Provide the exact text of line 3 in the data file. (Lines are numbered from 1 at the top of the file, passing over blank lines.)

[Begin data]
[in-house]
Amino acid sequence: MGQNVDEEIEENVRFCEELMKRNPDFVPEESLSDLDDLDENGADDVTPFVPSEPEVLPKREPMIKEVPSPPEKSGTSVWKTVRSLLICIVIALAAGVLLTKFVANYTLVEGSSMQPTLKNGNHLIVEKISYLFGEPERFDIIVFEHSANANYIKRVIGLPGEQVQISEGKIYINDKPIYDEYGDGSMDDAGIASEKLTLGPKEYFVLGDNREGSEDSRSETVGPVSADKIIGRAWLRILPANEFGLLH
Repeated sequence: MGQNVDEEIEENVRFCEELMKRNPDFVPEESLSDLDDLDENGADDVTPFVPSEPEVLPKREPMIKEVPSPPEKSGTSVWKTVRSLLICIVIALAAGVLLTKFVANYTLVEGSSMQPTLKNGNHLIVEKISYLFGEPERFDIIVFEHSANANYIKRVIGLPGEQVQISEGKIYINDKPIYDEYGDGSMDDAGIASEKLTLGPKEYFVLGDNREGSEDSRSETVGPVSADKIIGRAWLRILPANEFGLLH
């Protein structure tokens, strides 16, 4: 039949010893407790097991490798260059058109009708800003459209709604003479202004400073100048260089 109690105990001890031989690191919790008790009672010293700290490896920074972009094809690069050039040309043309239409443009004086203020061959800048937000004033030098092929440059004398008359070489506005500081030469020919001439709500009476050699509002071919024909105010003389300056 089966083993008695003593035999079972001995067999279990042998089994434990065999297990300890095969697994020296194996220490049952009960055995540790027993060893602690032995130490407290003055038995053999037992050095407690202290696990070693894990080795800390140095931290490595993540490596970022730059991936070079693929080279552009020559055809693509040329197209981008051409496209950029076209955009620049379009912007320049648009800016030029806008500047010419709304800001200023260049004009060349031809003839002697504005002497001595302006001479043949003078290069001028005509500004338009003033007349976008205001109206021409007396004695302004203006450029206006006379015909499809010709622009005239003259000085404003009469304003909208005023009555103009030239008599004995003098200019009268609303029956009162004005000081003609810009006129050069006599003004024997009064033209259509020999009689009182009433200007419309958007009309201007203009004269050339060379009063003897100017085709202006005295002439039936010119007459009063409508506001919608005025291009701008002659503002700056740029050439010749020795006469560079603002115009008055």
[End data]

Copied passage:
Repeated sequence: MGQNVDEEIEENVRFCEELMKRNPDFVPEESLSDLDDLDENGADDVTPFVPSEPEVLPKREPMIKEVPSPPEKSGTSVWKTVRSLLICIVIALAAGVLLTKFVANYTLVEGSSMQPTLKNGNHLIVEKISYLFGEPERFDIIVFEHSANANYIKRVIGLPGEQVQISEGKIYINDKPIYDEYGDGSMDDAGIASEKLTLGPKEYFVLGDNREGSEDSRSETVGPVSADKIIGRAWLRILPANEFGLLH